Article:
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for example
double t[]={0.12,0.3,7.0,4,4};

or
int t[]={1,2,3,4}

i wanna ask what "t+1"stand for respectively.if t is the first adress of a array,then t+1 will get to another physical adress right?a back to back address?thanks.

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Last Post by wu7jian
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t + 1 moves t over one position, based on the width of the datatype t is addressing.

For example, if t is a pointer to doubles (which usually take eight bytes of memory), t + 1 will return a memory address eight bytes away from t. If t is a pointer to ints (which usually take four bytes of memory), t + 1 will return a memory address four bytes over. This means that (t + 1) is the next element of the array.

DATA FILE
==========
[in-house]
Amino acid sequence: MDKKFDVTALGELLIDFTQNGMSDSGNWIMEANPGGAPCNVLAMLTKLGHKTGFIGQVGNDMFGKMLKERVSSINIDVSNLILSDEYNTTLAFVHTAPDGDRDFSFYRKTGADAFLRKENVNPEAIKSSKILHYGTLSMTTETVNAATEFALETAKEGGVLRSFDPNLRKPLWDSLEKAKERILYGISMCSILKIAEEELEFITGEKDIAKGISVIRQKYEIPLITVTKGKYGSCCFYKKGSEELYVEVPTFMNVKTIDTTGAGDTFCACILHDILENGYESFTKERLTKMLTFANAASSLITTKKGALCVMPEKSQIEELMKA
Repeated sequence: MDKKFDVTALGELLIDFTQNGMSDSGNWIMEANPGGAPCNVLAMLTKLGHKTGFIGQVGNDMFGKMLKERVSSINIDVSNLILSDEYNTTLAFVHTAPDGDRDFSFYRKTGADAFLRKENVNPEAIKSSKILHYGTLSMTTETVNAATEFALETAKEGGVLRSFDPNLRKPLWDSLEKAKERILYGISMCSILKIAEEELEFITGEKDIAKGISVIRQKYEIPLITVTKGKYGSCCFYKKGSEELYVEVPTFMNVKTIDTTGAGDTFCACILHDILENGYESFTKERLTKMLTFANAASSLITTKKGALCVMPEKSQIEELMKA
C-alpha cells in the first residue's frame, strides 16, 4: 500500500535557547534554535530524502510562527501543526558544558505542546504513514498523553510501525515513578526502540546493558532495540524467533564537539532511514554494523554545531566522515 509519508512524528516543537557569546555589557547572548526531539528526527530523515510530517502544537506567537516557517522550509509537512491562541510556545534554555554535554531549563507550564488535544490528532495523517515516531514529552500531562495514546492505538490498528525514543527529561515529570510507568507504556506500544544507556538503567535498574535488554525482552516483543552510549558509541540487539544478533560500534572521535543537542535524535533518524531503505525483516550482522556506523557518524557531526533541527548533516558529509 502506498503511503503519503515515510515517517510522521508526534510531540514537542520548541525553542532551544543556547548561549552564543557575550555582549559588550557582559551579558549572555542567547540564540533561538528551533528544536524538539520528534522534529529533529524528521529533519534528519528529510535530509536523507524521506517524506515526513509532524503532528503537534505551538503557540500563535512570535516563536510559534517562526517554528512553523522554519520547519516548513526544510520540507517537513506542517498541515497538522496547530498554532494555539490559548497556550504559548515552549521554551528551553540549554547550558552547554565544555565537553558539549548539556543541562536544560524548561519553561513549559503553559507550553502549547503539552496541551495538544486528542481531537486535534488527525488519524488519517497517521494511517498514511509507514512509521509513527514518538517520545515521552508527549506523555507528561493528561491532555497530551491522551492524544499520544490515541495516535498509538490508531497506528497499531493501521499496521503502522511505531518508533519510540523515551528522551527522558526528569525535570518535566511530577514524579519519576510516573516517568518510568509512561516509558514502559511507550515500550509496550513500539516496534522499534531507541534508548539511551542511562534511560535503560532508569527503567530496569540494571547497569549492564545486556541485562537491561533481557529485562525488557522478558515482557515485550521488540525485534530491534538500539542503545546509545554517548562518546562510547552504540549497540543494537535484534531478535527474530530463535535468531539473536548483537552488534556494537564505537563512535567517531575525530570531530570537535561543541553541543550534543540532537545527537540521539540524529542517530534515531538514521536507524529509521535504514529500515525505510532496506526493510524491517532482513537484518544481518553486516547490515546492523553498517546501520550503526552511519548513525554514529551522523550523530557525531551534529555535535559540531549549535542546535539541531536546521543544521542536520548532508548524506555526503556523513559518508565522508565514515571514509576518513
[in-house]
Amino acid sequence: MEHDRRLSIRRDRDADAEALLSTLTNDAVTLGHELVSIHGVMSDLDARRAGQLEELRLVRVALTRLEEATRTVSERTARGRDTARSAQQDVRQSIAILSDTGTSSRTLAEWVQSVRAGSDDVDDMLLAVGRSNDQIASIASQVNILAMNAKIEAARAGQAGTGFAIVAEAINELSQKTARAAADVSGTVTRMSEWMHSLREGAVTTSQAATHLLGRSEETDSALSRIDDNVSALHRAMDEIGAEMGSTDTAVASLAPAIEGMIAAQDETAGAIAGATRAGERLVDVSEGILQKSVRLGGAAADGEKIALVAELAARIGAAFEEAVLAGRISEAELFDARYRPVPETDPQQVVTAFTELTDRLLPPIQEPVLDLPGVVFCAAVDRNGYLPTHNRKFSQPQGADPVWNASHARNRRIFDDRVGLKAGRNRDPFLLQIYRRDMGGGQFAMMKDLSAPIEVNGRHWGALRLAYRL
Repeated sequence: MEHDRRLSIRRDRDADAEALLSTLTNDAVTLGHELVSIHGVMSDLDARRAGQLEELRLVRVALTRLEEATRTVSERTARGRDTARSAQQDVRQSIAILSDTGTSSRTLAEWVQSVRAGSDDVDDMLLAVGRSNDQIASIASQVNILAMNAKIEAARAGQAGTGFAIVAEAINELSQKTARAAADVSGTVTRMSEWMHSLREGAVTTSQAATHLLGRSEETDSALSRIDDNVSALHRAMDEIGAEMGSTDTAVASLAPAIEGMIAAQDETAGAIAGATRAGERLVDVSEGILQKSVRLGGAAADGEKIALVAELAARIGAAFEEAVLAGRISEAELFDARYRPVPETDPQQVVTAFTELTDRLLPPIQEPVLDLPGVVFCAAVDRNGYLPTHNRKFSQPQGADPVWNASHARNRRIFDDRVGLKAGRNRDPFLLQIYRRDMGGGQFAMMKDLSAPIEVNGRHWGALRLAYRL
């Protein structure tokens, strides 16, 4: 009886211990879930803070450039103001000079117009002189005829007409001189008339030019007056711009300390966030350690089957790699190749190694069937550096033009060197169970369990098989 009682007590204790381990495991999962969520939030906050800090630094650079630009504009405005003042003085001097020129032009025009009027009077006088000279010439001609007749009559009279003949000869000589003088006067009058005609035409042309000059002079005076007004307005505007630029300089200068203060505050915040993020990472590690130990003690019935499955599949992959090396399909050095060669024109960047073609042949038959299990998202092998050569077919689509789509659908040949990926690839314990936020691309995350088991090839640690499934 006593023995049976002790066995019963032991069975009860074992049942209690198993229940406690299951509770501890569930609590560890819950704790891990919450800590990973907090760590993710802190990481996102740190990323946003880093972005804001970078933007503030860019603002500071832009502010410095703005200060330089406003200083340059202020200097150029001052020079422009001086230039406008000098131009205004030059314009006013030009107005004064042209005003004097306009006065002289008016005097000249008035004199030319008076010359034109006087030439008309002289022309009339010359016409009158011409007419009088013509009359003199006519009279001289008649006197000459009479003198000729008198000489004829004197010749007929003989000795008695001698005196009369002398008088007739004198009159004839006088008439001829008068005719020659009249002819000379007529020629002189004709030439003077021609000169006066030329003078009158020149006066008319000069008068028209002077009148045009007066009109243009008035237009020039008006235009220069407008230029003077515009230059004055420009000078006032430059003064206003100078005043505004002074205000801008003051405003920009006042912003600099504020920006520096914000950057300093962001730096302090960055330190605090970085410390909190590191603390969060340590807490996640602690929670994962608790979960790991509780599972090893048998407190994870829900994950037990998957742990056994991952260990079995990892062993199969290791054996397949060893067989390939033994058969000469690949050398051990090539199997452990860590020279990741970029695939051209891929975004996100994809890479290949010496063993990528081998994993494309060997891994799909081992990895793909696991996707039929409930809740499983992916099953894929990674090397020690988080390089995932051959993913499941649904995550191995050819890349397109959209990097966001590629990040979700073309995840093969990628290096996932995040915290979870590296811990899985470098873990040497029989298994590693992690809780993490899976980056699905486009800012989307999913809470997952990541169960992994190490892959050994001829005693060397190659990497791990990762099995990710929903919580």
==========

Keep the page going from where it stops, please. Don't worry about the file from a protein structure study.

So, when you dereference t, t+1, and friends, here's what you get:

double t[] = {10.0, 20.0, 30.0, 40.0, 50.0};
double a = *t;
double b = *(t + 1);
double c = *(t + 2);
double d = *(t + 4);

Now 'a' is equal to 10.0, 'b' is equal to 20.0, c is equal to 30.0, and d is equal to 50.0.

The idiom, *(t + n) is so useful that there is special syntax for it: t[n]. Array subscripting is just a synonym for adding to a pointer and dereferencing. (C++ allows this operation to be overridden to mean other things, though.)

a back to back address?

Yes, and since the items in an array are stored back to back, this is useful.

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thanks for the detailed explanation.
that's really help.thank you rashakil fol

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